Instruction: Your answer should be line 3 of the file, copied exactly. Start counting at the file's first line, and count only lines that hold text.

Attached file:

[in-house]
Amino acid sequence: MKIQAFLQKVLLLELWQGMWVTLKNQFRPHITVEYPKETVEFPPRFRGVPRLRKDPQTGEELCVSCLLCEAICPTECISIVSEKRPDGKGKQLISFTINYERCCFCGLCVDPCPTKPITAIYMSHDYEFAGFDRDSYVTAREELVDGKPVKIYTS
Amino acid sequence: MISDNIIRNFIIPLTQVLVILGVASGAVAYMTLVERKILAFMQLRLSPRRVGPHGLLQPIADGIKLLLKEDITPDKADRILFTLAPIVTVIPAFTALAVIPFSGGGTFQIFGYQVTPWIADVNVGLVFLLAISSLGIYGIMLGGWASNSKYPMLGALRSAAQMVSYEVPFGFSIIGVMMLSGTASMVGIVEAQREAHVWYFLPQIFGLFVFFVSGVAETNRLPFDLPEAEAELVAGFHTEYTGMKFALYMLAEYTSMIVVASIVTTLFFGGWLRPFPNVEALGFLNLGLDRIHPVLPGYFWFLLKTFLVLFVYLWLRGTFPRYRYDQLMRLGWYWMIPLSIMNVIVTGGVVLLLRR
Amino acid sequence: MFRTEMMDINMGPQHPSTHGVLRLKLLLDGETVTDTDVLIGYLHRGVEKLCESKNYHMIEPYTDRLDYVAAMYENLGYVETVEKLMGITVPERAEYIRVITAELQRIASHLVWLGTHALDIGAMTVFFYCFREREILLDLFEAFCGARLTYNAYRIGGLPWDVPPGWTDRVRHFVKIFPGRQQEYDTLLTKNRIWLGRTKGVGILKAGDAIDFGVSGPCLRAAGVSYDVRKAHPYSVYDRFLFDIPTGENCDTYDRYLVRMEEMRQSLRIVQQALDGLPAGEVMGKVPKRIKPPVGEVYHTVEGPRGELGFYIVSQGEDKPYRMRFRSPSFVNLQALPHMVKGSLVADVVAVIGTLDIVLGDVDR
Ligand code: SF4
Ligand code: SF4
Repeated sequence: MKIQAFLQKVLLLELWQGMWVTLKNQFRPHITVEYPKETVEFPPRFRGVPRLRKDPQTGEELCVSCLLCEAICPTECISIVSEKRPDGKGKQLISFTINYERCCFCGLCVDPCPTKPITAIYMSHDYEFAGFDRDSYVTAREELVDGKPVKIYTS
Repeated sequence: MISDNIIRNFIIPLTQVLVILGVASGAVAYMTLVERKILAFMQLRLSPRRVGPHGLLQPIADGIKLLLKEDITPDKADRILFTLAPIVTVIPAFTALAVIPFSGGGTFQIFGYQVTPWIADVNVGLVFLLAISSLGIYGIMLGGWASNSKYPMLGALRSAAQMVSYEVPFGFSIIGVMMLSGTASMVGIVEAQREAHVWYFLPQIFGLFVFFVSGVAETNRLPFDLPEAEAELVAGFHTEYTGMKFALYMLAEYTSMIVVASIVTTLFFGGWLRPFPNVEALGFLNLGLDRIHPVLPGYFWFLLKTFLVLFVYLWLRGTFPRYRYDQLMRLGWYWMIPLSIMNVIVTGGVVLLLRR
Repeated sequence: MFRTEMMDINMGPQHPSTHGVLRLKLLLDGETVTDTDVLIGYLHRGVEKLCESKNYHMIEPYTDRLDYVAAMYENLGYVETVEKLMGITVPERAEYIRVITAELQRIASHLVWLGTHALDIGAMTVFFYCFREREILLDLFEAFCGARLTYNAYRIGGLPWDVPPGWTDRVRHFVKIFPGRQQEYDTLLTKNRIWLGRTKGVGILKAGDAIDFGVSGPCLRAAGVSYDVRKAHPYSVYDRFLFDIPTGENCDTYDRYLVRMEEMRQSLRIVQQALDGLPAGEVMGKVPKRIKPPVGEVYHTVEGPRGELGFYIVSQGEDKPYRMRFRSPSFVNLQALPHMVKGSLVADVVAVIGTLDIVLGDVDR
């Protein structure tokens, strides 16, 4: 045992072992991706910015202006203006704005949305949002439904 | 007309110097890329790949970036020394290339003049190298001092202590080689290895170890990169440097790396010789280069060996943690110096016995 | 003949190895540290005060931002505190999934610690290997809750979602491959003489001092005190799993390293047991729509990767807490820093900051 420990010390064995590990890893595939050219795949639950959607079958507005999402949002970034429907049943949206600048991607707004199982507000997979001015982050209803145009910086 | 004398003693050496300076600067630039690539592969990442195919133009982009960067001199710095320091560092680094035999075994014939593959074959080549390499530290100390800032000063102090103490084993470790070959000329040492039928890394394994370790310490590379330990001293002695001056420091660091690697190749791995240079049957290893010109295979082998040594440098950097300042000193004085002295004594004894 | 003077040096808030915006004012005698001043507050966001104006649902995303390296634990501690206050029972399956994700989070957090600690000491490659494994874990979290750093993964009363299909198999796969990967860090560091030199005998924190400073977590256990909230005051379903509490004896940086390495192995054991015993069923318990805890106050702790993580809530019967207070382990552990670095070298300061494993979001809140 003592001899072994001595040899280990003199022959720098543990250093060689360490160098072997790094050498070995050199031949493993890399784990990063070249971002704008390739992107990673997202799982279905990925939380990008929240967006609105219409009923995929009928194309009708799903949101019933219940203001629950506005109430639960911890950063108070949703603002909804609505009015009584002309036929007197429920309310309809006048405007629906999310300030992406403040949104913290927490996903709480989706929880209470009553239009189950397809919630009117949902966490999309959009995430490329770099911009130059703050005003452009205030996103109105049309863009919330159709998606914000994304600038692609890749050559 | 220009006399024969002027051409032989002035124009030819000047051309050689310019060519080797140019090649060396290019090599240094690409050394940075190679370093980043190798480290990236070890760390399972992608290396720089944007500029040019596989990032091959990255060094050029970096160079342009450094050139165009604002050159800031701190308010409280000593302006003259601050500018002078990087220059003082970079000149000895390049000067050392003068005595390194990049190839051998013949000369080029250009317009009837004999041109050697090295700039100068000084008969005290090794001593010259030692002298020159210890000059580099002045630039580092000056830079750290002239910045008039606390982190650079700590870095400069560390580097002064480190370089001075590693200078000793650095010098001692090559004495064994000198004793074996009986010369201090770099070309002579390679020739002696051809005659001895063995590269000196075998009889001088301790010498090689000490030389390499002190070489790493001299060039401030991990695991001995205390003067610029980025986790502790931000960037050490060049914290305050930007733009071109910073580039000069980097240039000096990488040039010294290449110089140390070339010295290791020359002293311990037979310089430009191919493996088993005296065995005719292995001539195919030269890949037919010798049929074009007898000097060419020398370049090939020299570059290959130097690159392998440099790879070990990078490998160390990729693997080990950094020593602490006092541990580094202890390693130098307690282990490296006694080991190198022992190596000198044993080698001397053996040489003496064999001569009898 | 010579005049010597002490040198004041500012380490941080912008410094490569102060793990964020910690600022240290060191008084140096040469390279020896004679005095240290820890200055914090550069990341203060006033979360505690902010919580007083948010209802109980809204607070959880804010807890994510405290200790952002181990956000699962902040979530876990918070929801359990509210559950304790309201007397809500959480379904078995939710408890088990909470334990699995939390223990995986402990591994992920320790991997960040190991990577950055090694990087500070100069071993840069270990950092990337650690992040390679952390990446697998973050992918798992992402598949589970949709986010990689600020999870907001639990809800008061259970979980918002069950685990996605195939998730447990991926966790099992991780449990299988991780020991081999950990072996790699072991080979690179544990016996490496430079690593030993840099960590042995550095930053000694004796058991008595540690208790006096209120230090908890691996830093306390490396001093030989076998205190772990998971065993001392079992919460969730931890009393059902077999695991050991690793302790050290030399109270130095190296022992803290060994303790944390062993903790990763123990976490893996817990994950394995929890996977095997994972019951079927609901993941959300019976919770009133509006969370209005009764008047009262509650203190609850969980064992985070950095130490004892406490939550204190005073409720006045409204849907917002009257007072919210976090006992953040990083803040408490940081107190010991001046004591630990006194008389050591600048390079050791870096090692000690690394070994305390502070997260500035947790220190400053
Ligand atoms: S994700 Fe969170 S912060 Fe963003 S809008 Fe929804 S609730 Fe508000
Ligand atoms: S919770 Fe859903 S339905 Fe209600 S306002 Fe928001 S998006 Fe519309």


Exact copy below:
Amino acid sequence: MISDNIIRNFIIPLTQVLVILGVASGAVAYMTLVERKILAFMQLRLSPRRVGPHGLLQPIADGIKLLLKEDITPDKADRILFTLAPIVTVIPAFTALAVIPFSGGGTFQIFGYQVTPWIADVNVGLVFLLAISSLGIYGIMLGGWASNSKYPMLGALRSAAQMVSYEVPFGFSIIGVMMLSGTASMVGIVEAQREAHVWYFLPQIFGLFVFFVSGVAETNRLPFDLPEAEAELVAGFHTEYTGMKFALYMLAEYTSMIVVASIVTTLFFGGWLRPFPNVEALGFLNLGLDRIHPVLPGYFWFLLKTFLVLFVYLWLRGTFPRYRYDQLMRLGWYWMIPLSIMNVIVTGGVVLLLRR